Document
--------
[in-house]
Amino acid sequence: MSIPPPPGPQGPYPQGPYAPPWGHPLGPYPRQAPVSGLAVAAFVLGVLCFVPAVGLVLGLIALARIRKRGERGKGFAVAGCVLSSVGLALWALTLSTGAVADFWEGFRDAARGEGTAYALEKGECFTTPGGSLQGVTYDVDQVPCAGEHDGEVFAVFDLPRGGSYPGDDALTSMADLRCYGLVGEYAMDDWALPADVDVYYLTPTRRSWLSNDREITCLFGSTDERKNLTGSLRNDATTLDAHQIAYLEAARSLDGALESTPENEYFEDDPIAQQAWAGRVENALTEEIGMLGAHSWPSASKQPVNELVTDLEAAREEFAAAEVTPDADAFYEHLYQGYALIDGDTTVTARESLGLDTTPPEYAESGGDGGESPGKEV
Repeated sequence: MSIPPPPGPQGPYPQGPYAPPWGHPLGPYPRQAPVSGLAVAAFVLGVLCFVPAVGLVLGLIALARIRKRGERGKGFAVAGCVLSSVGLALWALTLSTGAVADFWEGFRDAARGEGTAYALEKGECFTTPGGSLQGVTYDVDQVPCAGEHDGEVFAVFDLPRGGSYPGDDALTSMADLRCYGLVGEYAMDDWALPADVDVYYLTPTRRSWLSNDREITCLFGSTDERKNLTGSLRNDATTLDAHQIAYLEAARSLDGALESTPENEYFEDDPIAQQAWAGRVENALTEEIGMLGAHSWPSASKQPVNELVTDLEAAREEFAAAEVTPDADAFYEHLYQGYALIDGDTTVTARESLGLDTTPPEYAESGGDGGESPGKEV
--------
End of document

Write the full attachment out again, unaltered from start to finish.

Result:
[in-house]
Amino acid sequence: MSIPPPPGPQGPYPQGPYAPPWGHPLGPYPRQAPVSGLAVAAFVLGVLCFVPAVGLVLGLIALARIRKRGERGKGFAVAGCVLSSVGLALWALTLSTGAVADFWEGFRDAARGEGTAYALEKGECFTTPGGSLQGVTYDVDQVPCAGEHDGEVFAVFDLPRGGSYPGDDALTSMADLRCYGLVGEYAMDDWALPADVDVYYLTPTRRSWLSNDREITCLFGSTDERKNLTGSLRNDATTLDAHQIAYLEAARSLDGALESTPENEYFEDDPIAQQAWAGRVENALTEEIGMLGAHSWPSASKQPVNELVTDLEAAREEFAAAEVTPDADAFYEHLYQGYALIDGDTTVTARESLGLDTTPPEYAESGGDGGESPGKEV
Repeated sequence: MSIPPPPGPQGPYPQGPYAPPWGHPLGPYPRQAPVSGLAVAAFVLGVLCFVPAVGLVLGLIALARIRKRGERGKGFAVAGCVLSSVGLALWALTLSTGAVADFWEGFRDAARGEGTAYALEKGECFTTPGGSLQGVTYDVDQVPCAGEHDGEVFAVFDLPRGGSYPGDDALTSMADLRCYGLVGEYAMDDWALPADVDVYYLTPTRRSWLSNDREITCLFGSTDERKNLTGSLRNDATTLDAHQIAYLEAARSLDGALESTPENEYFEDDPIAQQAWAGRVENALTEEIGMLGAHSWPSASKQPVNELVTDLEAAREEFAAAEVTPDADAFYEHLYQGYALIDGDTTVTARESLGLDTTPPEYAESGGDGGESPGKEV